You’ve heard stories about the day everyone dresses up as vampires, zombies, and all things scary.
You might have celebrated your version of it with your friends back home. After all, who doesn’t love a costume party?
What you may not know is how seriously Americans take Halloween. Over half the country participates in the festivities. It’s only second to Christmas in terms of decorating. The Halloween season was estimated to rake in USD $8 billion in 2020.
What is Halloween, and why is it celebrated?
The word “Halloween” is an abbreviation of All Hallows’ Eve. It marks the start of the Western Christian observation of Allhallowtide. It comprises Halloween, All Saints’ Day, and All Souls’ Day.
The reason why Halloween is associated with death goes further back to the Celtic New Year, aka Samhain (pronounced sah-win). This marked the end of summer and the start of winter. This period characterized light and dark, birth and death. Despite its many adaptations, the day’s symbolism remains unchanged.
Religious foundations aside, millions get into the Halloween spirit. Halloween falls on October 31 every year. Since it’s not an official holiday, but a social one, it’s commonly celebrated on the closest weekend.
How is Halloween celebrated?
Irish immigrants brought Halloween rituals to the U.S. in the 1840s. Americans have had a knack for making those their own. Cases in point: trick-or-treating and jack-o’-lanterns, the two most quintessential Halloween customs.
Trick-or-treating is a combination of mumming, guising, and souling; practices derived from the UK and Scandinavia. All were similar traditions of people going door-to-door, often masquerading in costumes, and asking for food or sweets. “Soulers” were given spiced soul cakes, which is the equivalent of candy today.
Trick-or-treating was first documented in North America in 1927. It’s still a flourishing part of Halloween. Families look forward to donning their costumes and decorating the house. Kids yell “trick or treat” at every neighbors’ door. It unites people and communities.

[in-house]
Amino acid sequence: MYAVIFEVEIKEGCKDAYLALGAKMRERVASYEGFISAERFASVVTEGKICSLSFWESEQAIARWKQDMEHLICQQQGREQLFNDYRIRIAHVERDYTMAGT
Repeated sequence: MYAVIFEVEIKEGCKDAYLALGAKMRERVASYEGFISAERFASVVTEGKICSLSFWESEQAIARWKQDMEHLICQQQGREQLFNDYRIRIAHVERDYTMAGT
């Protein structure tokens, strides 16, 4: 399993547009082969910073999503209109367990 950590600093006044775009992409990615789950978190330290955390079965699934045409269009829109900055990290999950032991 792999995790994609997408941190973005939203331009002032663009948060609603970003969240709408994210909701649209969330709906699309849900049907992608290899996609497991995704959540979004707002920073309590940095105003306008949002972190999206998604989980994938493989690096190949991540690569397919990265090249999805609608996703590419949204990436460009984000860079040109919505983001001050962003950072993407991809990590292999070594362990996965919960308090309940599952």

Jack-o’-lanterns originate from the European folklore “Stingy Jack.” The story goes that a miser, Jack, wronged the devil and had to pay the price. When he died, he was condemned to wander the world alone with only a lump of burning coal in a hollow turnip to guide him. So, the lantern was born.
Lighting lanterns became customary to signify the dead and ward off evil spirits. Pumpkins replaced carving root vegetables like turnips, beets, and potatoes when the Irish discovered them in the U.S. Today, pumpkin jack-o’-lanterns are synonymous with Halloween.
Other activities that are more recent or unique to the U.S. have cropped up too:
- Bobbing for apples
This game has folks fishing floating apples out of a tub of water with their teeth. Historically, it was done by unmarried women. If they caught the apple with their partner’s name, the relationship would last.
The American version is more of a competition than a quest for love, but exciting, nevertheless. Apples have other significance too; they’re enjoyed as cider, or candied.
A parade is the place to be for those who get dressed to the nines and want to show it off. It’s where creativity shines and Halloween-lovers thrive. From New York to Los Angeles, extravagant to extraterrestrial; countless parades across the country host it all. Artistic floats, intricate light structures, and skeletons on stilts-galore.
- Haunted houses and ghost tours